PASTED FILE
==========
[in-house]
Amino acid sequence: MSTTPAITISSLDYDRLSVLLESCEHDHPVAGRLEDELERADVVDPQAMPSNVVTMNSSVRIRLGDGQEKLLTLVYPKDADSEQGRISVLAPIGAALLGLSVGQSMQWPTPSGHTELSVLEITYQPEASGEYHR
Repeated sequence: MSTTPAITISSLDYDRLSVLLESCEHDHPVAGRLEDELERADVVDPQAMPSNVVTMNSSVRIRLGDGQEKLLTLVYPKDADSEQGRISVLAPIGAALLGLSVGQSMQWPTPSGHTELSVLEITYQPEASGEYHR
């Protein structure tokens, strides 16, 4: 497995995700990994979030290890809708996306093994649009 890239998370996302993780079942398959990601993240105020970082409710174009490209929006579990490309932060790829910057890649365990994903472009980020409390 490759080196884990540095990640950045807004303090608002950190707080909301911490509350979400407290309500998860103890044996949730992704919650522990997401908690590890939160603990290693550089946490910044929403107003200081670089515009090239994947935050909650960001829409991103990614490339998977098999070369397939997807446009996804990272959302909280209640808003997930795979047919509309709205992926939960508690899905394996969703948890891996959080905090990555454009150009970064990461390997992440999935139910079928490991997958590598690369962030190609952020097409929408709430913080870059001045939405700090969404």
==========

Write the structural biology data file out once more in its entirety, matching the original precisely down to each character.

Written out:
[in-house]
Amino acid sequence: MSTTPAITISSLDYDRLSVLLESCEHDHPVAGRLEDELERADVVDPQAMPSNVVTMNSSVRIRLGDGQEKLLTLVYPKDADSEQGRISVLAPIGAALLGLSVGQSMQWPTPSGHTELSVLEITYQPEASGEYHR
Repeated sequence: MSTTPAITISSLDYDRLSVLLESCEHDHPVAGRLEDELERADVVDPQAMPSNVVTMNSSVRIRLGDGQEKLLTLVYPKDADSEQGRISVLAPIGAALLGLSVGQSMQWPTPSGHTELSVLEITYQPEASGEYHR
């Protein structure tokens, strides 16, 4: 497995995700990994979030290890809708996306093994649009 890239998370996302993780079942398959990601993240105020970082409710174009490209929006579990490309932060790829910057890649365990994903472009980020409390 490759080196884990540095990640950045807004303090608002950190707080909301911490509350979400407290309500998860103890044996949730992704919650522990997401908690590890939160603990290693550089946490910044929403107003200081670089515009090239994947935050909650960001829409991103990614490339998977098999070369397939997807446009996804990272959302909280209640808003997930795979047919509309709205992926939960508690899905394996969703948890891996959080905090990555454009150009970064990461390997992440999935139910079928490991997958590598690369962030190609952020097409929408709430913080870059001045939405700090969404």